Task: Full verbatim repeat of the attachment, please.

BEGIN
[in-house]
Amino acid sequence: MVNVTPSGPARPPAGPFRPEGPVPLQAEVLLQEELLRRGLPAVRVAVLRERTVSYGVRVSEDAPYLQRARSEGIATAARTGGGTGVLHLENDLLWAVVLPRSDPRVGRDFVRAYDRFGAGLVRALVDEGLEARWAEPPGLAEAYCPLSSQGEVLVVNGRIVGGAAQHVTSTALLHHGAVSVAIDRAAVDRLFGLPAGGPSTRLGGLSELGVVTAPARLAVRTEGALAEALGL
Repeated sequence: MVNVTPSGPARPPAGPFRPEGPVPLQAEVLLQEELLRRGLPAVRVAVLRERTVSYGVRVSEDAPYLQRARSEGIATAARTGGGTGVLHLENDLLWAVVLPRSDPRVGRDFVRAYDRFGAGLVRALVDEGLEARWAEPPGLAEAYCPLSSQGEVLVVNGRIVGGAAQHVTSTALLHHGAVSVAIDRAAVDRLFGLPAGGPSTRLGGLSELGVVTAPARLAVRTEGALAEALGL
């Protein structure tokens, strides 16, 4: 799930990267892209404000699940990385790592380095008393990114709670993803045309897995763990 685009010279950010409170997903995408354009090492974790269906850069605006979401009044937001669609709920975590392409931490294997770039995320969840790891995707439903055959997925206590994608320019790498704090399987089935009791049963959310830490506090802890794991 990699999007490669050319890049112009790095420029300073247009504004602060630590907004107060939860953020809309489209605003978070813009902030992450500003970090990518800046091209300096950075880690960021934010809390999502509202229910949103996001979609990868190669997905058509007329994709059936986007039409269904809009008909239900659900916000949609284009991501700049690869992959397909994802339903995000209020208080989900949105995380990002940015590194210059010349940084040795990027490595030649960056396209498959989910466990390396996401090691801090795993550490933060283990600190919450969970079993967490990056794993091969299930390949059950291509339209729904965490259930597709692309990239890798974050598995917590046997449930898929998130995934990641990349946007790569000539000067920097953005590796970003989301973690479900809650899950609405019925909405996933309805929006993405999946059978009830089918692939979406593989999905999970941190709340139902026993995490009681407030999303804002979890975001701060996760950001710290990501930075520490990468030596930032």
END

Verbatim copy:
[in-house]
Amino acid sequence: MVNVTPSGPARPPAGPFRPEGPVPLQAEVLLQEELLRRGLPAVRVAVLRERTVSYGVRVSEDAPYLQRARSEGIATAARTGGGTGVLHLENDLLWAVVLPRSDPRVGRDFVRAYDRFGAGLVRALVDEGLEARWAEPPGLAEAYCPLSSQGEVLVVNGRIVGGAAQHVTSTALLHHGAVSVAIDRAAVDRLFGLPAGGPSTRLGGLSELGVVTAPARLAVRTEGALAEALGL
Repeated sequence: MVNVTPSGPARPPAGPFRPEGPVPLQAEVLLQEELLRRGLPAVRVAVLRERTVSYGVRVSEDAPYLQRARSEGIATAARTGGGTGVLHLENDLLWAVVLPRSDPRVGRDFVRAYDRFGAGLVRALVDEGLEARWAEPPGLAEAYCPLSSQGEVLVVNGRIVGGAAQHVTSTALLHHGAVSVAIDRAAVDRLFGLPAGGPSTRLGGLSELGVVTAPARLAVRTEGALAEALGL
């Protein structure tokens, strides 16, 4: 799930990267892209404000699940990385790592380095008393990114709670993803045309897995763990 685009010279950010409170997903995408354009090492974790269906850069605006979401009044937001669609709920975590392409931490294997770039995320969840790891995707439903055959997925206590994608320019790498704090399987089935009791049963959310830490506090802890794991 990699999007490669050319890049112009790095420029300073247009504004602060630590907004107060939860953020809309489209605003978070813009902030992450500003970090990518800046091209300096950075880690960021934010809390999502509202229910949103996001979609990868190669997905058509007329994709059936986007039409269904809009008909239900659900916000949609284009991501700049690869992959397909994802339903995000209020208080989900949105995380990002940015590194210059010349940084040795990027490595030649960056396209498959989910466990390396996401090691801090795993550490933060283990600190919450969970079993967490990056794993091969299930390949059950291509339209729904965490259930597709692309990239890798974050598995917590046997449930898929998130995934990641990349946007790569000539000067920097953005590796970003989301973690479900809650899950609405019925909405996933309805929006993405999946059978009830089918692939979406593989999905999970941190709340139902026993995490009681407030999303804002979890975001701060996760950001710290990501930075520490990468030596930032």